Figure 6. Effect of ACC treatment on mitogen-activated protein kinase (MAPK) expression in UVB-irradiated HaCaT cells. (A) Representative images of immunofluorescence labeling for β-actin (red) and phospho-p38 (p-p38; green) or β-actin and phospho-p44/42 MAPK (p-ERK1/2; green) in UVB-irradiated (50 mJ/cm2) HaCaT cells. Scale bar, 50 μm. (B,C) Effects of antiapoptosis signal-regulating kinase 1 (ASK1), phospho-ASK1 (p-ASK1), stress-activated protein kinase/jun-amino-terminal kinase (SAPK/JNK), phospho-SAPK/JNK (p-SAPK/JNK), p38, p-p38, extracellular signal-regulated kinase 1/2 (ERK1/2), and p-ERK1/2 in UVB-irradiated (50 mJ/cm2) HaCaT cells. ASK1, p-ASK1, SAPK/JNK, p-SAPK/JNK, p38, p-p38, ERK1/2, and p-ERK1/2 were measured 1 day after UVB in HaCaT cells 1 day after UVB irradiation. * p < 0.001 vs. CON; # p < 0.001 vs. UVB. All experiments were repeated at least three times, and similar results were obtained.
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Figure 7. Antiapoptotic effect of ACC in UVB-irrdiated HaCaT cells. (A) Representative images of immunofluorescence labeling for β-actin (red) and cleaved-caspase-3 (c-caspase-3; green) or β-actin and cleaved-poly (ADP-ribose) polymerase (c-PARP; green) in UVB-irradiated (50 mJ/cm2) HaCaT cells. Scale bar, 50 μm. (B,C) Effects of bax, caspase-9, c-caspase-9, caspase-3, c-caspase-3, caspase-8, c-caspase-8, PARP, and c-PARP in UVB-irradiated (50 mJ/cm2) HaCaT cells. Bax, caspase-9, c-caspase-9, caspase-3, c-caspase-3, caspase-8, c-caspase-8, PARP, and c-PARP were measured at 1 day after UVB irradiation of HaCaT cells. * p < 0.001 vs. CON; # p < 0.001 vs. UVB. All experiments were repeated at least three times, and similar results were obtained.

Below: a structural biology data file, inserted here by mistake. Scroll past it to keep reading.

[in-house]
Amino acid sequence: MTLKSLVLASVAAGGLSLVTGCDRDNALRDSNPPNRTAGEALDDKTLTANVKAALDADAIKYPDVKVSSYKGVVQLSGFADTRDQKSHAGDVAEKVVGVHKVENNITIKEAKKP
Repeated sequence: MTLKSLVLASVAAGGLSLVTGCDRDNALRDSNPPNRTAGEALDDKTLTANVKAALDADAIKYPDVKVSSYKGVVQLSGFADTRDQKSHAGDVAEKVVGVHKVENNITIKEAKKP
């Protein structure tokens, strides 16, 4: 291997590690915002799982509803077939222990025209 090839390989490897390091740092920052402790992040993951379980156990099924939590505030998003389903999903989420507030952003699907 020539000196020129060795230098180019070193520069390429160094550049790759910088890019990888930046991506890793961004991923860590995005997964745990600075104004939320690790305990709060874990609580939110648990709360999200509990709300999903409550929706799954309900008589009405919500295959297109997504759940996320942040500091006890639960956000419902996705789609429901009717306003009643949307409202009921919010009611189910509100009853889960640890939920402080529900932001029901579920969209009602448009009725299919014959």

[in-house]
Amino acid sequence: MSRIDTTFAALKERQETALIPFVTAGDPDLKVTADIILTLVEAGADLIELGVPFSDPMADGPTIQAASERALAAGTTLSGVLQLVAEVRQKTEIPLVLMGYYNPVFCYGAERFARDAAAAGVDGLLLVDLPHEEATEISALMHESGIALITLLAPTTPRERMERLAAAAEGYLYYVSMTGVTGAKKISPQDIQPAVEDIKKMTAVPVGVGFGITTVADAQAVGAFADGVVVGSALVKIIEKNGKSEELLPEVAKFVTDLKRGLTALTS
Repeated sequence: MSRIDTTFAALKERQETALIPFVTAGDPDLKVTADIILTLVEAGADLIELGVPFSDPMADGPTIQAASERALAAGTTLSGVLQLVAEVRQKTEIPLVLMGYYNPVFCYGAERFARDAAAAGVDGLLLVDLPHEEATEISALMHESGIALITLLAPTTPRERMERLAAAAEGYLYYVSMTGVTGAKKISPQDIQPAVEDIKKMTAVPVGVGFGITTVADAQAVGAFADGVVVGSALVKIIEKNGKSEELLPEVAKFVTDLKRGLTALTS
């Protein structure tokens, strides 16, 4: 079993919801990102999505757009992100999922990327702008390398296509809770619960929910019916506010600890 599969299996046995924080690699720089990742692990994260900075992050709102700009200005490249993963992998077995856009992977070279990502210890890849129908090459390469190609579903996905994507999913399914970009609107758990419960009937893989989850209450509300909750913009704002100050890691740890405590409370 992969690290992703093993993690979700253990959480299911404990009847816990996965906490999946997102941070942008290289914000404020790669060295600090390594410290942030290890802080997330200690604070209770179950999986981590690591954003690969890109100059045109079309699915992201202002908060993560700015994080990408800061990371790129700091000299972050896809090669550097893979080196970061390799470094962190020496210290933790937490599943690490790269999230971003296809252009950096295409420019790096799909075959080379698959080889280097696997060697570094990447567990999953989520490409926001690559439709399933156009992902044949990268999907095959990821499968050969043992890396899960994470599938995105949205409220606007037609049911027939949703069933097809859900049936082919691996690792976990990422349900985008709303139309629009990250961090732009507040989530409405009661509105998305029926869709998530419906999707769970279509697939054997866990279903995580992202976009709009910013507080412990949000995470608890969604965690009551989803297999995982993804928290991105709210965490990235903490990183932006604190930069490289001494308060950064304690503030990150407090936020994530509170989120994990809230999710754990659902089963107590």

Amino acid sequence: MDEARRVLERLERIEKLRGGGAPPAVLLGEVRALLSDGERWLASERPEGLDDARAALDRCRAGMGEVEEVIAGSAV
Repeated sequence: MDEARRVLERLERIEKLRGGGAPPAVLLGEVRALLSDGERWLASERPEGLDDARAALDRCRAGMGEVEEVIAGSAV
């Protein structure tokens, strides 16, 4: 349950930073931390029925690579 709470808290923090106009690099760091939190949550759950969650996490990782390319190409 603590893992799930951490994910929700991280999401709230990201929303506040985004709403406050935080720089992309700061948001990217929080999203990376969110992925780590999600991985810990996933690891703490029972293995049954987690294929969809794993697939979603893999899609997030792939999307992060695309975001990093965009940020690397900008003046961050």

Figure 7. Antiapoptotic effect of ACC in UVB-irrdiated HaCaT cells. (A) Representative images of immunofluorescence labeling for β-actin (red) and cleaved-caspase-3 (c-caspase-3; green) or β-actin and cleaved-poly (ADP-ribose) polymerase (c-PARP; green) in UVB-irradiated (50 mJ/cm2) HaCaT cells. Scale bar, 50 μm. (B,C) Effects of bax, caspase-9, c-caspase-9, caspase-3, c-caspase-3, caspase-8, c-caspase-8, PARP, and c-PARP in UVB-irradiated (50 mJ/cm2) HaCaT cells. Bax, caspase-9, c-caspase-9, caspase-3, c-caspase-3, caspase-8, c-caspase-8, PARP, and c-PARP were measured at 1 day after UVB irradiation of HaCaT cells. * p < 0.001 vs. CON; # p < 0.001 vs. UVB. All experiments were repeated at least three times, and similar results were obtained.
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Figure 8. Scheme of the beneficial effects of ACC in UVB-irradiated HaCaT cells.
Figure 8. Scheme of the beneficial effects of ACC in UVB-irradiated HaCaT cells.
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Table 1. Materials and proportion in ACC extracts.
Table 1. Materials and proportion in ACC extracts.
MaterialsProportion
(%)
Phellodendron bark24
Scutellaria baicalensis5
Paeonia lactiflora Pall.12
Dictamnus dasycarpus Turcz.12
Anemarrhena asphodeloides6
Alumen12
Dryobalanops aromatica Gaertner2
Mentha arvensis var. piperascens4
Inula helenium3
Syringa velutina var. kamibayashi1
Corydalis incisa6
Eclipta prostrata6
Lonicera japonica1
Glycyrrhiza uralensis6

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Park, J.; Woo, Y.-K.; Cho, H.-J. Regulation of Anti-Oxidative, Anti-Inflammatory, and Anti-Apoptotic Activity of Advanced Cooling Composition (ACC) in UVB-Irradiated Human HaCaT Keratinocytes. Int. J. Mol. Sci. 2020, 21, 6527. https://doi.org/10.3390/ijms21186527

AMA Style

Park J, Woo Y-K, Cho H-J. Regulation of Anti-Oxidative, Anti-Inflammatory, and Anti-Apoptotic Activity of Advanced Cooling Composition (ACC) in UVB-Irradiated Human HaCaT Keratinocytes. International Journal of Molecular Sciences. 2020; 21(18):6527. https://doi.org/10.3390/ijms21186527

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Park, Jungha, Yong-Kyu Woo, and Hyun-Jeong Cho. 2020. "Regulation of Anti-Oxidative, Anti-Inflammatory, and Anti-Apoptotic Activity of Advanced Cooling Composition (ACC) in UVB-Irradiated Human HaCaT Keratinocytes" International Journal of Molecular Sciences 21, no. 18: 6527. https://doi.org/10.3390/ijms21186527